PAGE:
As readers know, Jewdar is not a fan of America’s crybaby culture. Nor do we care for people who don’t do the job for which they are being paid. To that end, we have no sympathy whatsoever for Kim Davis, the Kentucky clerk currently serving a sentence for contempt of court for refusing to issue marriage certificates due to her opposition to same sex marriage.
So here’s the thing. We don’t object to her objections to same-sex marriage. While that might be seen by some as the height of intolerance, the reality is that for pretty much all recorded history, and in pretty much all societies, same-sex marriage has not only not been allowed, but when considered, viewed as abhorrent (to clarify, while some Native American societies did allow marriages between people who were biologically the same sex, they involved men who were considered to have the spirits of women, and thus were more correctly transgender rather than gay). So while Jewdar has no problem with same-sex marriage, we also don’t have a problem with people believing that it should not be legal. And we would say that critics of the current intellectual climate do have a point that for many, the old Voltairean ideal of “I disagree with what you say but I will defend to the death your right to say it” is no longer enough. People should be free to believe whatever they want. But what Kim Davis and her supporters are demanding is not a matter of belief; it is a matter of practice, and it stems from the fact that too many evangelicals feel a sense of entitlement when it comes to America, believing that this is their country, and the rest of us have to accommodate them.
Now Jewdar is, of course, a God-fearing man. But we have no delusions of grandeur on the subject. Our beliefs are just that–our beliefs. To be sure, we believe that where possible, businesses and governments should make reasonable accommodations to those beliefs that still allow one to do the job properly, as was surely intended by our Founding Fathers. The key here is “reasonable,” and, of course, “do the job properly.” If Jewdar were applying for a job as “weekend shift manager,” we couldn’t expect to be given Saturday off. If we were applying for a job as a bologna taster at Oscar Mayer, we couldn’t claim that we should be given an exemption to only eat kosher food. If we were interviewing for a position as a gay porn star, we couldn’t insist that all our male partners be our wife, digitally retouched. And if I already had that job, and suddenly found God, I couldn’t expect to keep it. And if that’s true for private sector jobs, it’s doubly true for someone like Kim Davis. She is an elected official. She was elected by the people of her county, to work for the people of her county, some of whom are gay, and would like to get married to one another. She was elected by them, and swore an oath which included the following:
...”will faithfully execute the duties of my office without favor, affection or partiality, so help me God”
So here’s the thing–as a good Christian she’s not supposed to take the Lord’s name in vain; swearing to faithfully execute the duties of her office without favor or partiality and then choosing to faithlessly abdicate her duties due to her religious beliefs is a pretty clear violation of the Third of those Ten Commandments that good Christians claim to revere so much. Now, how her supporters might say that the reference to God in the oath suggests that she needs to follow her religious beliefs. This is, of course, a false choice, because if she really and truly feels that her religious beliefs prohibit her from properly fulfilling her responsibilities, the proper recourse is to quit her job, not simply quit doing her job while getting paid.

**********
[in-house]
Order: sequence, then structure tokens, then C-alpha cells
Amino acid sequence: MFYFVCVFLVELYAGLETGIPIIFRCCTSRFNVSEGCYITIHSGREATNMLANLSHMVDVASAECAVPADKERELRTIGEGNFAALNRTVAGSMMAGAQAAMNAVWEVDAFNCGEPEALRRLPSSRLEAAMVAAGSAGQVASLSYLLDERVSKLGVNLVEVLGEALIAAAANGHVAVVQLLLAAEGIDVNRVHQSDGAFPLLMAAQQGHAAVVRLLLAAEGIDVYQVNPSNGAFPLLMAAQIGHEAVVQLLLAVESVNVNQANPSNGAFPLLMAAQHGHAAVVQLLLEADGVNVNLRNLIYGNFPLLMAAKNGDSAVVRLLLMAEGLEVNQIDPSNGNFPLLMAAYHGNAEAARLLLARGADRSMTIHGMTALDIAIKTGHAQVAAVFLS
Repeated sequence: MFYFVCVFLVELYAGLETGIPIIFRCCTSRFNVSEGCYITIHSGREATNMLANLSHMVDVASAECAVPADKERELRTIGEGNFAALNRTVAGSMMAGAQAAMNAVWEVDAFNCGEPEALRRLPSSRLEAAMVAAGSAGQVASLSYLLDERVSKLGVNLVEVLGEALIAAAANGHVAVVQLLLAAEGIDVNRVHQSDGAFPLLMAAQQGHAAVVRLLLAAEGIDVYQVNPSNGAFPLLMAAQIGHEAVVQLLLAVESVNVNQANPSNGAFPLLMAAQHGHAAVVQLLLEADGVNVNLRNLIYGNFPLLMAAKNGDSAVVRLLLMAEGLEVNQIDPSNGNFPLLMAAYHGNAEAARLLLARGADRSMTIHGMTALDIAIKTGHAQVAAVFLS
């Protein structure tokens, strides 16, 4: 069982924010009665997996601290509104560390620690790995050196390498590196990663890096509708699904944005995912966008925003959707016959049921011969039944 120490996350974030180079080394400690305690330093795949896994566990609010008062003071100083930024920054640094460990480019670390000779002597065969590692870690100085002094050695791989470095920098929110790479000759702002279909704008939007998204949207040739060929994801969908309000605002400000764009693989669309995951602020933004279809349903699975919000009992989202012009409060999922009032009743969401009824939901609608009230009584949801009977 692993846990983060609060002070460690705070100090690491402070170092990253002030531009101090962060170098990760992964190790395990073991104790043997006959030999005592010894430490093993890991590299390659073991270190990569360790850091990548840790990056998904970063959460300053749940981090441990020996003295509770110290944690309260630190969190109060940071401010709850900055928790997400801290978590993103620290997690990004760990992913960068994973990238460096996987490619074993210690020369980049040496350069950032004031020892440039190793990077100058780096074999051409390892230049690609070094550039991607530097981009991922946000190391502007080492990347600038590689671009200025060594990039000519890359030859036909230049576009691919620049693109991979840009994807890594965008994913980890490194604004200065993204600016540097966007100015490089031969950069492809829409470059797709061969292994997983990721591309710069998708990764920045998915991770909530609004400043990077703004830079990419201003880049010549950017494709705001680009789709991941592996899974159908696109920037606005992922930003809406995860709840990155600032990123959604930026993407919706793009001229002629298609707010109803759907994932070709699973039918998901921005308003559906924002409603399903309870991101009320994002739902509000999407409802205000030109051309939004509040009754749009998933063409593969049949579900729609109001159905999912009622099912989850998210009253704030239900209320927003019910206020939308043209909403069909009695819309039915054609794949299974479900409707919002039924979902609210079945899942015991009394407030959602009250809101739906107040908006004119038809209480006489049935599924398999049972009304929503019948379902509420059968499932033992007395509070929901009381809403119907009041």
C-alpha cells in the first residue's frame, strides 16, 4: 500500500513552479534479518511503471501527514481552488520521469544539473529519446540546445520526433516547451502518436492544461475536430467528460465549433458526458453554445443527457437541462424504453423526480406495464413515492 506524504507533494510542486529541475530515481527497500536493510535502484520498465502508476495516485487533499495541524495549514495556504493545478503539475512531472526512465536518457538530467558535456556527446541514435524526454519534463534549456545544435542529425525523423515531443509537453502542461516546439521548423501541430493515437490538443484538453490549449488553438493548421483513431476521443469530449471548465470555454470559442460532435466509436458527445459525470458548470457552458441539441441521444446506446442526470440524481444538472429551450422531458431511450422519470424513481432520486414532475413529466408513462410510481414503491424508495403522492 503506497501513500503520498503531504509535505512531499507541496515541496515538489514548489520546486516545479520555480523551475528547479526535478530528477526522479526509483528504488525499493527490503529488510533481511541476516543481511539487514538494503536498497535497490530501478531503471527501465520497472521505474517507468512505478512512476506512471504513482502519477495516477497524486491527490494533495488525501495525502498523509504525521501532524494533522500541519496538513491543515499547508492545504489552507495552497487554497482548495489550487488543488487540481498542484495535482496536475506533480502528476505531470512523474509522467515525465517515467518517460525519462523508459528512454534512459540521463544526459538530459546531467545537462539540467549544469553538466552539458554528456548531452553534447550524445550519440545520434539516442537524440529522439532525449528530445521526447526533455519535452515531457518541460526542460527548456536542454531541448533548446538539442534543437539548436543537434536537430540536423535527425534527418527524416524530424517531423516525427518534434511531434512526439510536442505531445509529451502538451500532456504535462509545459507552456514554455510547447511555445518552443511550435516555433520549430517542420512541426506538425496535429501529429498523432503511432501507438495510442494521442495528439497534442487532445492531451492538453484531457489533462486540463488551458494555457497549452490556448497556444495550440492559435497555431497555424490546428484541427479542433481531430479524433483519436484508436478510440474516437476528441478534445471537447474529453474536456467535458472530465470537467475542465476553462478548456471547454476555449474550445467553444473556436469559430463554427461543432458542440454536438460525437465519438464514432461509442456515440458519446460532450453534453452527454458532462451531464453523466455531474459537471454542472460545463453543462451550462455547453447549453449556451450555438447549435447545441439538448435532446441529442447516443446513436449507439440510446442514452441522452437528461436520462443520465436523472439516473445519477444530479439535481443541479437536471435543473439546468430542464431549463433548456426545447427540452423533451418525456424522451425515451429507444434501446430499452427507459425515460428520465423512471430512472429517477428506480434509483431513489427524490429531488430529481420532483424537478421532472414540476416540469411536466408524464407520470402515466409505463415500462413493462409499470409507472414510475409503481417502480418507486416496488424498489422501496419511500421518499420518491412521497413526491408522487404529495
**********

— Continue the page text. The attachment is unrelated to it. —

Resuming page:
And that’s why this business about her being a “martyr” is such nonsense. She’s not a martyr, she’s spoiled. Conservatives, who are supposed to value integrity and honor and hard work, and condemn government waste, are essentially celebrating her for demanding the right to get paid for a government job she’s not doing. If she were truly a woman of integrity, she would have quit her job. Instead, she is making the traditional claim that she is entitled, as a Christian, to do whatever she wants, and that we need to accommodate to her; that the citizens who elected her should be penalized because she objects to doing her job, but still wants to get paid for it (and that’s why shouldn’t get bail; this is not the case of someone claiming to be innocent–this is someone who is not only proud of breaking the law but who is kept from breaking it further only by keeping her in jail).
We also loathe the hypocrisy of her defenders. Would they insist on the right of a Muslim clerk to issue multiple marriage licenses to individuals because she supports polygamy? Would they insist on the right of an Orthodox Jewish clerk to deny marriage licenses to interfaith couples? Would they insist on the right of a Catholic clerk to deny marriage licenses to people who’d been divorced? The answer to all of these is obviously “no.” So let’s dispense with the charade that this is about “freedom of religion.” This is about evangelical entitlement, and nothing else.
Kim Davis is not being persecuted because she’s a Christian; she’s being punished because she’s refusing to do her job, and to obey the court order telling her to do her job. Kim Davis’s conservative supporters are right about one thing–this has a lot to do with values. But what are those values, exactly? One side of this argument believes that elected officials should be able to violate their oaths of office and get paid for a job they aren’t doing. One side doesn’t. Guess which ones are the conservatives.
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